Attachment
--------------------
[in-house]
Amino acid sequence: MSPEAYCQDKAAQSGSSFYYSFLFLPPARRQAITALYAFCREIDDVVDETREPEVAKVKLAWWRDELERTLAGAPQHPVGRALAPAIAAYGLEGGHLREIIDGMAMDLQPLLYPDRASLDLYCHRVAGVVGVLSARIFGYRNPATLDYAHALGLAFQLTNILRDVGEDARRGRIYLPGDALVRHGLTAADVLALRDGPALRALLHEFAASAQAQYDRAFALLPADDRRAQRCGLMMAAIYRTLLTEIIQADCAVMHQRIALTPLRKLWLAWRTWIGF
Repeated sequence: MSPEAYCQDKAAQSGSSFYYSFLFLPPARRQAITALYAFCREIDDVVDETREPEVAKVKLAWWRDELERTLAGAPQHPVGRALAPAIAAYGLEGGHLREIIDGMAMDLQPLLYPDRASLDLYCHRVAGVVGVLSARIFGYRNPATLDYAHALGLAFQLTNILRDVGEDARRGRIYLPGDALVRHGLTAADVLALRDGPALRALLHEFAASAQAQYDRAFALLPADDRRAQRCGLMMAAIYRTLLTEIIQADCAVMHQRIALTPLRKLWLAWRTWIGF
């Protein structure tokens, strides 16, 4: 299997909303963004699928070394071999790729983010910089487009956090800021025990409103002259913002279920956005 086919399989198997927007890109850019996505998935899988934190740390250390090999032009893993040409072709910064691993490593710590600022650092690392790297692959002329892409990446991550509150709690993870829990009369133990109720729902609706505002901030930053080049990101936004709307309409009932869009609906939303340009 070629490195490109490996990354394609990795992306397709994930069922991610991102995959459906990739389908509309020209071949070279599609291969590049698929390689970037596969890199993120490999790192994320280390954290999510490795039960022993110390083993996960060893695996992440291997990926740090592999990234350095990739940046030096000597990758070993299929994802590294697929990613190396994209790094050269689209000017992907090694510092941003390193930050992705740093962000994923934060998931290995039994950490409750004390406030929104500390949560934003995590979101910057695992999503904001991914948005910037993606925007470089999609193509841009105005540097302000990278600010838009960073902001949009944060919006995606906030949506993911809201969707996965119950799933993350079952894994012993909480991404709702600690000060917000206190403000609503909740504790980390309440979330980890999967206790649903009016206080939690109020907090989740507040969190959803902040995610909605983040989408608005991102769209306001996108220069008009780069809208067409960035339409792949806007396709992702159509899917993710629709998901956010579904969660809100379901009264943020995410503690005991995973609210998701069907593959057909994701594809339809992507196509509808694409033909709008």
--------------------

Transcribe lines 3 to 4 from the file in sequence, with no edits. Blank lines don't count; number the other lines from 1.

Repeated sequence: MSPEAYCQDKAAQSGSSFYYSFLFLPPARRQAITALYAFCREIDDVVDETREPEVAKVKLAWWRDELERTLAGAPQHPVGRALAPAIAAYGLEGGHLREIIDGMAMDLQPLLYPDRASLDLYCHRVAGVVGVLSARIFGYRNPATLDYAHALGLAFQLTNILRDVGEDARRGRIYLPGDALVRHGLTAADVLALRDGPALRALLHEFAASAQAQYDRAFALLPADDRRAQRCGLMMAAIYRTLLTEIIQADCAVMHQRIALTPLRKLWLAWRTWIGF
């Protein structure tokens, strides 16, 4: 299997909303963004699928070394071999790729983010910089487009956090800021025990409103002259913002279920956005 086919399989198997927007890109850019996505998935899988934190740390250390090999032009893993040409072709910064691993490593710590600022650092690392790297692959002329892409990446991550509150709690993870829990009369133990109720729902609706505002901030930053080049990101936004709307309409009932869009609906939303340009 070629490195490109490996990354394609990795992306397709994930069922991610991102995959459906990739389908509309020209071949070279599609291969590049698929390689970037596969890199993120490999790192994320280390954290999510490795039960022993110390083993996960060893695996992440291997990926740090592999990234350095990739940046030096000597990758070993299929994802590294697929990613190396994209790094050269689209000017992907090694510092941003390193930050992705740093962000994923934060998931290995039994950490409750004390406030929104500390949560934003995590979101910057695992999503904001991914948005910037993606925007470089999609193509841009105005540097302000990278600010838009960073902001949009944060919006995606906030949506993911809201969707996965119950799933993350079952894994012993909480991404709702600690000060917000206190403000609503909740504790980390309440979330980890999967206790649903009016206080939690109020907090989740507040969190959803902040995610909605983040989408608005991102769209306001996108220069008009780069809208067409960035339409792949806007396709992702159509899917993710629709998901956010579904969660809100379901009264943020995410503690005991995973609210998701069907593959057909994701594809339809992507196509509808694409033909709008």